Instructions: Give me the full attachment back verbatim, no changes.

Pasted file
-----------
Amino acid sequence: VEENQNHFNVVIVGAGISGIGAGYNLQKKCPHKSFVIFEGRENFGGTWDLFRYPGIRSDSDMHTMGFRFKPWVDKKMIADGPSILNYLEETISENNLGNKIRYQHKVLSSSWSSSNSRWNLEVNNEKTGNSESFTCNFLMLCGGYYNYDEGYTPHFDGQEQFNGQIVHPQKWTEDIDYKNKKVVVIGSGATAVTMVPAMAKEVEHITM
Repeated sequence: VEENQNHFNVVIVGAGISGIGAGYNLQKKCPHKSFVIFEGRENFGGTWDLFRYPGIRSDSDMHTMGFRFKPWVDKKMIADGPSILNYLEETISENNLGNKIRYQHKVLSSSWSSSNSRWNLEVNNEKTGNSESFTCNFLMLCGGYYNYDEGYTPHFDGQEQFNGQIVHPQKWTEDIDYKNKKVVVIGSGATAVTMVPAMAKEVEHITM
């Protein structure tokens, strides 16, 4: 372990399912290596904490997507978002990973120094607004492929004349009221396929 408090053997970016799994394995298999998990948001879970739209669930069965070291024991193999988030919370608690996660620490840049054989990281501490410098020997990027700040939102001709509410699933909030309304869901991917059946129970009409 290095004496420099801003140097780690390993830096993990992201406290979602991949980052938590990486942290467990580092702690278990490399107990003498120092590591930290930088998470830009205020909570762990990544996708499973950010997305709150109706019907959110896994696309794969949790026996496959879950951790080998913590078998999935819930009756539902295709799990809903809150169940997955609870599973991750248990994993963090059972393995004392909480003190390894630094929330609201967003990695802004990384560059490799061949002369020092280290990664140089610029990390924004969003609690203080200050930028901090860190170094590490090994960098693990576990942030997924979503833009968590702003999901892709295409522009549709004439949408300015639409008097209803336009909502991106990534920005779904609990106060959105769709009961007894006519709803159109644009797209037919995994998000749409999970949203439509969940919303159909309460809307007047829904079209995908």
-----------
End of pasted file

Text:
Amino acid sequence: VEENQNHFNVVIVGAGISGIGAGYNLQKKCPHKSFVIFEGRENFGGTWDLFRYPGIRSDSDMHTMGFRFKPWVDKKMIADGPSILNYLEETISENNLGNKIRYQHKVLSSSWSSSNSRWNLEVNNEKTGNSESFTCNFLMLCGGYYNYDEGYTPHFDGQEQFNGQIVHPQKWTEDIDYKNKKVVVIGSGATAVTMVPAMAKEVEHITM
Repeated sequence: VEENQNHFNVVIVGAGISGIGAGYNLQKKCPHKSFVIFEGRENFGGTWDLFRYPGIRSDSDMHTMGFRFKPWVDKKMIADGPSILNYLEETISENNLGNKIRYQHKVLSSSWSSSNSRWNLEVNNEKTGNSESFTCNFLMLCGGYYNYDEGYTPHFDGQEQFNGQIVHPQKWTEDIDYKNKKVVVIGSGATAVTMVPAMAKEVEHITM
């Protein structure tokens, strides 16, 4: 372990399912290596904490997507978002990973120094607004492929004349009221396929 408090053997970016799994394995298999998990948001879970739209669930069965070291024991193999988030919370608690996660620490840049054989990281501490410098020997990027700040939102001709509410699933909030309304869901991917059946129970009409 290095004496420099801003140097780690390993830096993990992201406290979602991949980052938590990486942290467990580092702690278990490399107990003498120092590591930290930088998470830009205020909570762990990544996708499973950010997305709150109706019907959110896994696309794969949790026996496959879950951790080998913590078998999935819930009756539902295709799990809903809150169940997955609870599973991750248990994993963090059972393995004392909480003190390894630094929330609201967003990695802004990384560059490799061949002369020092280290990664140089610029990390924004969003609690203080200050930028901090860190170094590490090994960098693990576990942030997924979503833009968590702003999901892709295409522009549709004439949408300015639409008097209803336009909502991106990534920005779904609990106060959105769709009961007894006519709803159109644009797209037919995994998000749409999970949203439509969940919303159909309460809307007047829904079209995908």